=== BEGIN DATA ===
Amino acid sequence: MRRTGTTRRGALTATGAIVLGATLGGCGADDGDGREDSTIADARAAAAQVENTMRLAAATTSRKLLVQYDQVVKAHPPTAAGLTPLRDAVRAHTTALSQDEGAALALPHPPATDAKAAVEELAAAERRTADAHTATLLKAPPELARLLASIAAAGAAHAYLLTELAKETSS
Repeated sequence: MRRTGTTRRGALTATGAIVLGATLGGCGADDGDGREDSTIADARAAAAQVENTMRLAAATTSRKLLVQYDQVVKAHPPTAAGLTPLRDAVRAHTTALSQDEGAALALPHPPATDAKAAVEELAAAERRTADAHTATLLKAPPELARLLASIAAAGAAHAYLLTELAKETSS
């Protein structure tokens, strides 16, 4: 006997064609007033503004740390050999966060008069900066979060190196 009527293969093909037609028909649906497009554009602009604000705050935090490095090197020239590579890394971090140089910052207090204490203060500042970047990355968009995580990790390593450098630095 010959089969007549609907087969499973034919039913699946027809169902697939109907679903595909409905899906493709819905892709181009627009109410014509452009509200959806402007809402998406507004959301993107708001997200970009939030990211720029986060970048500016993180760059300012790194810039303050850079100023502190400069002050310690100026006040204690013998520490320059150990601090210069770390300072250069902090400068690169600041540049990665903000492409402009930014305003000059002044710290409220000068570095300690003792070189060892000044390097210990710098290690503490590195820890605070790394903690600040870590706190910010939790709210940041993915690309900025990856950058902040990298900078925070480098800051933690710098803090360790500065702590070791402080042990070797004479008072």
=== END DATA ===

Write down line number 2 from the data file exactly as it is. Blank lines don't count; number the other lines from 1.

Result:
Repeated sequence: MRRTGTTRRGALTATGAIVLGATLGGCGADDGDGREDSTIADARAAAAQVENTMRLAAATTSRKLLVQYDQVVKAHPPTAAGLTPLRDAVRAHTTALSQDEGAALALPHPPATDAKAAVEELAAAERRTADAHTATLLKAPPELARLLASIAAAGAAHAYLLTELAKETSS